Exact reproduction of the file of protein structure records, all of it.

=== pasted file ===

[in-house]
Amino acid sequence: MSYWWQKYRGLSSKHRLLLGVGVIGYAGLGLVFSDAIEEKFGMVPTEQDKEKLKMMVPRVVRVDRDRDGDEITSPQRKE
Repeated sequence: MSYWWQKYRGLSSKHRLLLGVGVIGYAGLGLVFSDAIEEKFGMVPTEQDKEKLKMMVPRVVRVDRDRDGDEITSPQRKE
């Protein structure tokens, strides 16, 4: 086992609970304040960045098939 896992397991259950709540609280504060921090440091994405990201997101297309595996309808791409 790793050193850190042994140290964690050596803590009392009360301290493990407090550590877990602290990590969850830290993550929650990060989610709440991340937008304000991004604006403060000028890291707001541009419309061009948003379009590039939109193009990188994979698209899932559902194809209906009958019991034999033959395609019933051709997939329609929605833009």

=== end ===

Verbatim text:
[in-house]
Amino acid sequence: MSYWWQKYRGLSSKHRLLLGVGVIGYAGLGLVFSDAIEEKFGMVPTEQDKEKLKMMVPRVVRVDRDRDGDEITSPQRKE
Repeated sequence: MSYWWQKYRGLSSKHRLLLGVGVIGYAGLGLVFSDAIEEKFGMVPTEQDKEKLKMMVPRVVRVDRDRDGDEITSPQRKE
């Protein structure tokens, strides 16, 4: 086992609970304040960045098939 896992397991259950709540609280504060921090440091994405990201997101297309595996309808791409 790793050193850190042994140290964690050596803590009392009360301290493990407090550590877990602290990590969850830290993550929650990060989610709440991340937008304000991004604006403060000028890291707001541009419309061009948003379009590039939109193009990188994979698209899932559902194809209906009958019991034999033959395609019933051709997939329609929605833009």